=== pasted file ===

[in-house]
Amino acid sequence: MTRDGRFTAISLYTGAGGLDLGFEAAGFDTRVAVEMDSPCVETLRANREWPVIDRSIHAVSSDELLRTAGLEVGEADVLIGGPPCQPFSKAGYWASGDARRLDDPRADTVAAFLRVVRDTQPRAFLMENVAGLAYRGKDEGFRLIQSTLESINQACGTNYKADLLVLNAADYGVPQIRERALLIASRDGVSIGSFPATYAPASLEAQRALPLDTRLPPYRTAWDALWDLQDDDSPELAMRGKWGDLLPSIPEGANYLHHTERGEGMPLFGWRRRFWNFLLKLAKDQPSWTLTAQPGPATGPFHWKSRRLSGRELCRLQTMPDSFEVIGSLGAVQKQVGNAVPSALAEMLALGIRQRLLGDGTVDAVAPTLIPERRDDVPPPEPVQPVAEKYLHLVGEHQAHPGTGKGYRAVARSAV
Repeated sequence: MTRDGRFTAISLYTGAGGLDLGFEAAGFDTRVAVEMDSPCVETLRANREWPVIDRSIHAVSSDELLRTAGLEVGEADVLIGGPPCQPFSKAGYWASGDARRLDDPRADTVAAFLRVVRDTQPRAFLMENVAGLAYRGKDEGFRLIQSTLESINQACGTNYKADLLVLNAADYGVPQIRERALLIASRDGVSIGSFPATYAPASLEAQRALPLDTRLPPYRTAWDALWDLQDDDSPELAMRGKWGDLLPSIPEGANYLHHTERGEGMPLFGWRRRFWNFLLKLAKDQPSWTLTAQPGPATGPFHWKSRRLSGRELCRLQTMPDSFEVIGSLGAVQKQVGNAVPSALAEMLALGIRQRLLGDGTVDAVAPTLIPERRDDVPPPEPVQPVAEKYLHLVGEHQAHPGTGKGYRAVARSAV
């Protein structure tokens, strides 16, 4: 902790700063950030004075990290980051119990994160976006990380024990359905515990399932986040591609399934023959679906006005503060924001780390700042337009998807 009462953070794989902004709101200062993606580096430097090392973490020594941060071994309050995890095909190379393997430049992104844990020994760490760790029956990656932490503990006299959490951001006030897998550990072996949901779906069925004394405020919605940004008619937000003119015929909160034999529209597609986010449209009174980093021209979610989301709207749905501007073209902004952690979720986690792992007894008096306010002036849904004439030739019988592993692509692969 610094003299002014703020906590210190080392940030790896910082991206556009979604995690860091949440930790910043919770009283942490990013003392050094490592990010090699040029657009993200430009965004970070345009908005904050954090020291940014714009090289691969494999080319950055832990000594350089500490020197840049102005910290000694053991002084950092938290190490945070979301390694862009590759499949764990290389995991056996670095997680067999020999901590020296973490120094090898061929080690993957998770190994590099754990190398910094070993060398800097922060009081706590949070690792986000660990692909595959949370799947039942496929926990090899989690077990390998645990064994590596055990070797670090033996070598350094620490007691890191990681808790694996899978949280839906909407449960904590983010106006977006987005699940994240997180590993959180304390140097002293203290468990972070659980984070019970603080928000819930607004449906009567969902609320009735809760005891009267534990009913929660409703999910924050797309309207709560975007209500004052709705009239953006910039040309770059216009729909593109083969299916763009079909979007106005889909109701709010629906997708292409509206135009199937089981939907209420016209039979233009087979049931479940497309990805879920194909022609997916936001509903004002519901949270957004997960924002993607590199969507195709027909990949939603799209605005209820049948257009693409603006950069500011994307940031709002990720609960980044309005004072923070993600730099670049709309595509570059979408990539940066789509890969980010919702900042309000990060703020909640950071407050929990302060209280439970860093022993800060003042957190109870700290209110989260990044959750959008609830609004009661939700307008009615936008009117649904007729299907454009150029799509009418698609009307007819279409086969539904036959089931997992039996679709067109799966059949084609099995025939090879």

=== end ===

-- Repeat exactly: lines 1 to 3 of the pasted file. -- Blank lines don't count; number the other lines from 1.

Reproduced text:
[in-house]
Amino acid sequence: MTRDGRFTAISLYTGAGGLDLGFEAAGFDTRVAVEMDSPCVETLRANREWPVIDRSIHAVSSDELLRTAGLEVGEADVLIGGPPCQPFSKAGYWASGDARRLDDPRADTVAAFLRVVRDTQPRAFLMENVAGLAYRGKDEGFRLIQSTLESINQACGTNYKADLLVLNAADYGVPQIRERALLIASRDGVSIGSFPATYAPASLEAQRALPLDTRLPPYRTAWDALWDLQDDDSPELAMRGKWGDLLPSIPEGANYLHHTERGEGMPLFGWRRRFWNFLLKLAKDQPSWTLTAQPGPATGPFHWKSRRLSGRELCRLQTMPDSFEVIGSLGAVQKQVGNAVPSALAEMLALGIRQRLLGDGTVDAVAPTLIPERRDDVPPPEPVQPVAEKYLHLVGEHQAHPGTGKGYRAVARSAV
Repeated sequence: MTRDGRFTAISLYTGAGGLDLGFEAAGFDTRVAVEMDSPCVETLRANREWPVIDRSIHAVSSDELLRTAGLEVGEADVLIGGPPCQPFSKAGYWASGDARRLDDPRADTVAAFLRVVRDTQPRAFLMENVAGLAYRGKDEGFRLIQSTLESINQACGTNYKADLLVLNAADYGVPQIRERALLIASRDGVSIGSFPATYAPASLEAQRALPLDTRLPPYRTAWDALWDLQDDDSPELAMRGKWGDLLPSIPEGANYLHHTERGEGMPLFGWRRRFWNFLLKLAKDQPSWTLTAQPGPATGPFHWKSRRLSGRELCRLQTMPDSFEVIGSLGAVQKQVGNAVPSALAEMLALGIRQRLLGDGTVDAVAPTLIPERRDDVPPPEPVQPVAEKYLHLVGEHQAHPGTGKGYRAVARSAV